Tom was almost ready to cut his throat, but he was no murderer, and couldn’t kill a man in cold blood. His father had instilled a rustic code of chivalry in him that, even now, he could not contravene. If he killed at all, it would be face-to-face, toe-to-toe, fist against fist, knife-to-knife, or arrow-to-arrow.
So he trussed and gagged the man to the branch on which he sat, took his weapons and crept up to where the bandits were feasting and making merry -- with his father’s ale, meal and meat.
Swaggering with confidence that none would dare follow them into the woods, they laughed, drank, swore and jested about the prizes they had won, especially the prize inside the cave. They did not elaborate, but Tom guessed it was some object of especial value belonging to his mother or father.
Fuming, Tom lay low and waited until they separated.
The loudest, largest and coarsest of them all stood in the centre of the group. He was the toast of his comrades and they drank to the health of ‘Baldrick the Boar’.
Tom had heard fearful whispers about such a man, who had terrorized many a village right across Wessex. He ruthlessly slew or maimed anyone who stood in his way and eluded the hunting authorities like a cunning fox.
Finally, Tom saw his chance as the Boar wandered out into the woods to relieve himself.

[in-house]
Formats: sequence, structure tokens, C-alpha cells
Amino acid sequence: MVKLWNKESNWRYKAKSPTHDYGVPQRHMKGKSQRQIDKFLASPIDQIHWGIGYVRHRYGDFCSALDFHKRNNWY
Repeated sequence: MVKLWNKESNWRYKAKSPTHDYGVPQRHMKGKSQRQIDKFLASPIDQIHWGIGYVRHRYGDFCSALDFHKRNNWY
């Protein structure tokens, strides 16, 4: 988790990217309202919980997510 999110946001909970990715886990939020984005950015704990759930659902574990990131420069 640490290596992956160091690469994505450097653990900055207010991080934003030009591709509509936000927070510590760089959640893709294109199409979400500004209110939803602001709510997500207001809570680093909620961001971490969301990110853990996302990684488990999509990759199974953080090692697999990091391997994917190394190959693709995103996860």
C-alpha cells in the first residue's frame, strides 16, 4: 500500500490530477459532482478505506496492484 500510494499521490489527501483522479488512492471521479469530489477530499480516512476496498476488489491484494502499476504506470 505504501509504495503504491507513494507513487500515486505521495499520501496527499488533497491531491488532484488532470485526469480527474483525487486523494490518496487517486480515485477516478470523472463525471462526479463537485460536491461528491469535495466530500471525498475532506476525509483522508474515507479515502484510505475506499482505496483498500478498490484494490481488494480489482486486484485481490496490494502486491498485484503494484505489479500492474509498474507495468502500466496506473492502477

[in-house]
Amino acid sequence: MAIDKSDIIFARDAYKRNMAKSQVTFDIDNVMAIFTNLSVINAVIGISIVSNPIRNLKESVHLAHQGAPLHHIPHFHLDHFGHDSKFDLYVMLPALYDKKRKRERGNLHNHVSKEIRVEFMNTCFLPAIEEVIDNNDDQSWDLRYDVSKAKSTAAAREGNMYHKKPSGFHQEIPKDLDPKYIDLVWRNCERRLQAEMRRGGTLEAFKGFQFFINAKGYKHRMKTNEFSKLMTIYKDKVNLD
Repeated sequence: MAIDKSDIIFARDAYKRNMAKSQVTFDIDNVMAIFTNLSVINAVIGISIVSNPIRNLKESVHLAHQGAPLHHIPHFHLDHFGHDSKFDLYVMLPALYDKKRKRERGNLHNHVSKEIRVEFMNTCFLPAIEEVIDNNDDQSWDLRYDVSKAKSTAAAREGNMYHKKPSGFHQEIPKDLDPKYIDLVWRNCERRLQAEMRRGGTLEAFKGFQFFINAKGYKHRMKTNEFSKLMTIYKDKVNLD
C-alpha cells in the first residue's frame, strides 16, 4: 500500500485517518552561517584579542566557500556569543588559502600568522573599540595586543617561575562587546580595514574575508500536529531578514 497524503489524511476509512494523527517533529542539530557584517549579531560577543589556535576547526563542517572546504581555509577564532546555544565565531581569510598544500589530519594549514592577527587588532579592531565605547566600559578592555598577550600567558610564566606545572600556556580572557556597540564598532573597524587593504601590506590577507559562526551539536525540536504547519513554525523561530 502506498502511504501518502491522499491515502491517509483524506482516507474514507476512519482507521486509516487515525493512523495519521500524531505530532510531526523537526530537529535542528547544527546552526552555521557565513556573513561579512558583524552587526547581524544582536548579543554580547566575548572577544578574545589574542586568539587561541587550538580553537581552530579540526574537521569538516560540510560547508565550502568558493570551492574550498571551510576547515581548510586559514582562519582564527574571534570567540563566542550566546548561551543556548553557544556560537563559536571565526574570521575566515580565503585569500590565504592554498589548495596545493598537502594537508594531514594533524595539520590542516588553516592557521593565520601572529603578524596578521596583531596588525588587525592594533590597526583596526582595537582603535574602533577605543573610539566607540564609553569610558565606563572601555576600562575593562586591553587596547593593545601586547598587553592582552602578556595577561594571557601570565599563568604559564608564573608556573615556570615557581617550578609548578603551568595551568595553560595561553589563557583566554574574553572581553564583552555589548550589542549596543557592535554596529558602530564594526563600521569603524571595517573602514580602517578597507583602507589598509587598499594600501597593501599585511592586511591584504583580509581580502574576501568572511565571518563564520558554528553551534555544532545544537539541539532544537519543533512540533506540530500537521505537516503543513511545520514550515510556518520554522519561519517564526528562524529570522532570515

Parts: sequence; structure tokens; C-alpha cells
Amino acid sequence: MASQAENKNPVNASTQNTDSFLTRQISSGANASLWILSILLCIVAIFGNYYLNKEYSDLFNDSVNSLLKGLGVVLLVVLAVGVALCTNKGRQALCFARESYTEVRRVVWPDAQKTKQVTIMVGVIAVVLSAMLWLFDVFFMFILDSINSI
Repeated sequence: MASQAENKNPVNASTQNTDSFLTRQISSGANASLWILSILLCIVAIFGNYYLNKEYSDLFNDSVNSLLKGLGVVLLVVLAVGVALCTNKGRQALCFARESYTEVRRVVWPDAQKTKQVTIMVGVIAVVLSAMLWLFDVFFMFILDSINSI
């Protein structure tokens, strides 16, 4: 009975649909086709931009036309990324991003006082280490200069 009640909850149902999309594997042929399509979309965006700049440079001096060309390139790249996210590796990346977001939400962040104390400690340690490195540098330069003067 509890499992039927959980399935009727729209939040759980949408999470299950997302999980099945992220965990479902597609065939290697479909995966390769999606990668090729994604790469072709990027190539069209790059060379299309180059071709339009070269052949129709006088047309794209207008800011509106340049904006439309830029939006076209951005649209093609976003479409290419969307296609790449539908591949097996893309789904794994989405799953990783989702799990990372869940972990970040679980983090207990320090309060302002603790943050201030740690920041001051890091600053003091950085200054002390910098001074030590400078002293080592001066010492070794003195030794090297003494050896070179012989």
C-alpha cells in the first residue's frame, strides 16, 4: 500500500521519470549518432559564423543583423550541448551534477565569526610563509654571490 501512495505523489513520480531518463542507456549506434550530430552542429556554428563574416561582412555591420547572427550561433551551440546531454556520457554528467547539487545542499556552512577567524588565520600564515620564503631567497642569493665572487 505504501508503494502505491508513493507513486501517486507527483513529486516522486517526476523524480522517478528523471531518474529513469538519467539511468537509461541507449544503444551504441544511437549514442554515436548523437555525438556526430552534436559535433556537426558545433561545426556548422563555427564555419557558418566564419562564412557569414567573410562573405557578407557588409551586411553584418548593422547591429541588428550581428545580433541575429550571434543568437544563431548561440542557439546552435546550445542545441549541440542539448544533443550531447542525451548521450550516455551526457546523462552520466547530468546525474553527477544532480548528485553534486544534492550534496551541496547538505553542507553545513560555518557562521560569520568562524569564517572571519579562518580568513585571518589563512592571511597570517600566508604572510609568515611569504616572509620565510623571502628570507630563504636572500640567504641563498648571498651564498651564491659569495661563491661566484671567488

Tom quietly followed, and coming closer, discovered the huge beast of a man was wearing his father’s leather sleeveless vest.
That was enough to thoroughly enrage Tom. He threw all caution to the wind and leapt upon the outlaw before he was aware, arm around his throat, nearly choking him.
But none had ever beaten Baldrick the Boar.
The big bandit had been fighting all his life. His throat was crushed so he couldn’t call his comrades, but though he gagged and coughed, he recovered quick enough to pick himself up and fight. Gasping for air, he charged in with a strangled cry of fury.
But though he was named the Boar, he had never confronted Thomas Plowman, the Raging Lion.
Strong as an ox, quick as lightning and lithe as a snake, Tom was a skilled wrestler. As the Boar came for him, Tom threw him on his hip, sending the man crashing to the ground, winded. The Boar staggered to his feet, but a swinging blow to the jaw felled him so hard he bashed his head on a rock, where he lay motionless, blood streaming from a gash behind his head.
Tom ripped the vest off him and disappeared into the trees before anyone could discover what had happened.
The others were used to the Boar regularly getting into fights with his own men, and so they had no idea that an intruder had penetrated their hideaway, let alone beaten him in a fight.
But finally, after a long wait, they went looking for him, cursing him for keeping them from their feast.